Just after dinner our four-year-old daughter walked into the living room where I was sitting, talking with my sister-in-law.
On Friday nights we eat at my mother’s house with as many aunts, uncles, and cousins who are around. It’s a wonderful weekly tradition and a loud one. There’s a lot going on.
Our kids are the youngest of the lot so they do a bit of showing out, as it were.
They get silly and wild, they demand attention for their stories and dances, and they run around with heightened energy and heightened emotions.
It’s nighttime too. Potential for eight, six, four, and three-year-old breakdowns is relatively high.
We manage, and I have to admit that they’re pretty cute even in heightened states, so we all enjoy the show to some extend. We feel fortunate, even through intermittent frustration.
A highlight for me is when one of the kids needs a break, a problem-solving partner, or a consolatory hug, and they come running to me for it. It’s good to be the go-to break spot, problem solving hugger.
Yesterday, something changed.
Did I mention she’s four?
This time, she ambled into the room as usual, shoulders slumped, arms dangling, lip curled and pouty, eyes upturned and half exposed just under her signature “one of my brothers wronged me” partly closed lids, and brow furrowed. I was ready for a full, fall into me with all thirty pounds hug and some extended comforting.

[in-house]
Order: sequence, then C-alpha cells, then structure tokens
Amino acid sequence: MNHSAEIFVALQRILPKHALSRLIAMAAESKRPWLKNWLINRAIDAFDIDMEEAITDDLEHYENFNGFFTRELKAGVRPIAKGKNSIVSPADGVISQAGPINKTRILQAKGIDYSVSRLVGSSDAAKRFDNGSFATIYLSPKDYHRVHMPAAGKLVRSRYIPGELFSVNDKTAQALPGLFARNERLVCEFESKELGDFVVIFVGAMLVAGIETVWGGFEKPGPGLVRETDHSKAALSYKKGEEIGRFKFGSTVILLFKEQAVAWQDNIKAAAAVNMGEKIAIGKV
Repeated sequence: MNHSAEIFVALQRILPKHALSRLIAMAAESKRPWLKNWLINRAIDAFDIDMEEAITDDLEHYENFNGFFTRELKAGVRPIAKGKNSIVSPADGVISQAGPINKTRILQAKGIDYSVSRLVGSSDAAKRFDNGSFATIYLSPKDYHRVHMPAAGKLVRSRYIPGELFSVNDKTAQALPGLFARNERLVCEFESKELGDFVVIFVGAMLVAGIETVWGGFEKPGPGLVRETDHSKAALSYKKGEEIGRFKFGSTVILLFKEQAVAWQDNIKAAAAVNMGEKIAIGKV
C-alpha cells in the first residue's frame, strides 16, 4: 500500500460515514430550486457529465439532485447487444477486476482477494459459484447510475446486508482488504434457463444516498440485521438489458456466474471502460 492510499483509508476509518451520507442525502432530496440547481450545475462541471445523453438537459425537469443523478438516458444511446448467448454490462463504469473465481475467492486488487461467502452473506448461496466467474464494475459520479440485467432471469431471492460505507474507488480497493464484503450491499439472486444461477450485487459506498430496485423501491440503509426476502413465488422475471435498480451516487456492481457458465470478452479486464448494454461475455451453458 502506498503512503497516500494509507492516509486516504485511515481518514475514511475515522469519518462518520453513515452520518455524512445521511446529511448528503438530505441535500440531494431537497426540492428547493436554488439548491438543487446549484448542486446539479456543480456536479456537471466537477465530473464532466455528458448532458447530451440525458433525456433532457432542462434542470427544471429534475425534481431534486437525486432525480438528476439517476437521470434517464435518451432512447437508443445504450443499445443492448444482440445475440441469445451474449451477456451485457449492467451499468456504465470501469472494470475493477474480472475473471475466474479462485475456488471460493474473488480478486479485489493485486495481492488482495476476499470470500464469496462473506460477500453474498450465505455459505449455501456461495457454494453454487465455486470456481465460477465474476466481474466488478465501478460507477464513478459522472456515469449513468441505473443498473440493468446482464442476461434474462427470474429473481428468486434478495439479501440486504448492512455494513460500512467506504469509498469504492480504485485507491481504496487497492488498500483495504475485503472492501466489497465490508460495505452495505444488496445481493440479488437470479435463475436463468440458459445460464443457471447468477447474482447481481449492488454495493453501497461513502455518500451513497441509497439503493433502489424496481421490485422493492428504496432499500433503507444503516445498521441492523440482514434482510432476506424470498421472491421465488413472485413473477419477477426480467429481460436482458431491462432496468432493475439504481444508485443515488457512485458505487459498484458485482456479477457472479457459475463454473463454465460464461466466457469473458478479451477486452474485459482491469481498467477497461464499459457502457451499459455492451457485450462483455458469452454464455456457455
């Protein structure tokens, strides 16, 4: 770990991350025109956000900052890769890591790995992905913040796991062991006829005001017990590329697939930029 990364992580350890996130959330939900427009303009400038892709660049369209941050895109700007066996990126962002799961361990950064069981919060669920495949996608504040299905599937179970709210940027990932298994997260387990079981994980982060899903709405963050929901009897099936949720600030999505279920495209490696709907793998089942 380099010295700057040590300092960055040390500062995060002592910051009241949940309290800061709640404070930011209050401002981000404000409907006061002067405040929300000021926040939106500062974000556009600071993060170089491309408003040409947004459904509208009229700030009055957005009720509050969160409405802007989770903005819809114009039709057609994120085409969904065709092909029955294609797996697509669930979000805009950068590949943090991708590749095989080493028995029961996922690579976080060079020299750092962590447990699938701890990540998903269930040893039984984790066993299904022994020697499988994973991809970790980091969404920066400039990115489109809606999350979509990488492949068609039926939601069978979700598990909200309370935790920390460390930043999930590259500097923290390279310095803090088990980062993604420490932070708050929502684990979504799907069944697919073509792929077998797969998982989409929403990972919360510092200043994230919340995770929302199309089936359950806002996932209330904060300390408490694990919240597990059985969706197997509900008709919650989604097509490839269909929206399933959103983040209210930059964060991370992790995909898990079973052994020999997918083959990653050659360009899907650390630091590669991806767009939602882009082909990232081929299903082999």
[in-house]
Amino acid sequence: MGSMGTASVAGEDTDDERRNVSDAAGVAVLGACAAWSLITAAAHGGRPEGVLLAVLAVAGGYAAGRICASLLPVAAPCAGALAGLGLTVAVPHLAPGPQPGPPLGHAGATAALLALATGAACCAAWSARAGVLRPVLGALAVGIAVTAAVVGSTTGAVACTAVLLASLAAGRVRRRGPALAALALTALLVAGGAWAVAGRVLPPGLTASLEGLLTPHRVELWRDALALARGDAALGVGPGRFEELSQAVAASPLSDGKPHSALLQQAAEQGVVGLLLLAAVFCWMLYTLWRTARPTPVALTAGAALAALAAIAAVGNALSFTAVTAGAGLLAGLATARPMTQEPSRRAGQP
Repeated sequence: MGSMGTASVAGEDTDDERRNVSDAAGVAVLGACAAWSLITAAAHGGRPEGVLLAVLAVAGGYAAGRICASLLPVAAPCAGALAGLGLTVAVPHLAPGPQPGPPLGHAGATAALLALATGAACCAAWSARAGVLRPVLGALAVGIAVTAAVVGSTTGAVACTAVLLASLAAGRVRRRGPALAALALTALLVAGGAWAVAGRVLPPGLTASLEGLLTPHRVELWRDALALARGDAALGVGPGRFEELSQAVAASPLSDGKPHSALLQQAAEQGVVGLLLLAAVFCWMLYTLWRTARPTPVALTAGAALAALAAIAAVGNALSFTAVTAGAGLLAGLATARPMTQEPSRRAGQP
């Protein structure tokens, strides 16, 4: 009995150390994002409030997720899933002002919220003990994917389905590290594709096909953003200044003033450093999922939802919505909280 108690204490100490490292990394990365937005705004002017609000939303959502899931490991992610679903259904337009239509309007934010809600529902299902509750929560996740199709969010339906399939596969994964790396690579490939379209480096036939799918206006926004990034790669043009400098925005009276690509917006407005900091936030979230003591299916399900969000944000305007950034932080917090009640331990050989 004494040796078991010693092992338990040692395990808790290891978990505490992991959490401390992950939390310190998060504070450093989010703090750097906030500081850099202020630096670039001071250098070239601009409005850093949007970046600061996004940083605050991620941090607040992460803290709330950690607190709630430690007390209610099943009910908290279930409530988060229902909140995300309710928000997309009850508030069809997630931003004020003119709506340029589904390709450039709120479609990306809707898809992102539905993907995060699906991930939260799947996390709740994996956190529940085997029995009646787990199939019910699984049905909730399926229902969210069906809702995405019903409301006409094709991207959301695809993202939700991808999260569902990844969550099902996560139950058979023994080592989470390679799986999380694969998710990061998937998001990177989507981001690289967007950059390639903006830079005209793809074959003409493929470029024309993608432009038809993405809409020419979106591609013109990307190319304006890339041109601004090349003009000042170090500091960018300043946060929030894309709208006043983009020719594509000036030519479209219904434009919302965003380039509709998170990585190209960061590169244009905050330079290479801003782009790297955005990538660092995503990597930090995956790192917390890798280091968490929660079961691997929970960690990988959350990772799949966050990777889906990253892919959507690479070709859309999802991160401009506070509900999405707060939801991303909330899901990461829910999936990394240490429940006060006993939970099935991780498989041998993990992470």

I opened my arms and offered my best sympathetic look as I queried, “What’s wrong baby?”
As she walked directly past me into the arms of her aunt, shifting her pout to a scowl for just a moment, she lifted her eyes and turned her head just enough to growl, “Something not of your business!” Harrumph.
Ouch, something not of my business.
Ladies and gentlemen, guess what, there are things in the minds, the hearts, and the lives of our children that are not of our business, even in the minds, the hearts, and the lives of our four-year-old daughters.
Also, I suspect the shift over time won’t be that more of it is some of my business.
The kid is teaching me that in order to be trusted in the ways I hope to be as she navigates the trials and tribulations of growing up (which evidently happens really quickly), I’ve got to respect and even appreciate that she’s an individual, categorically separate from me, with her own hopes, dreams, and feelings that I might actually not understand, who will sometimes need me to listen and sometimes need me to back off.
I’m genuinely working to be able to do both with grace.
I sure do love her.
In it together for the kids.
Live. Love. Listen. Learn. Lead. Thanks.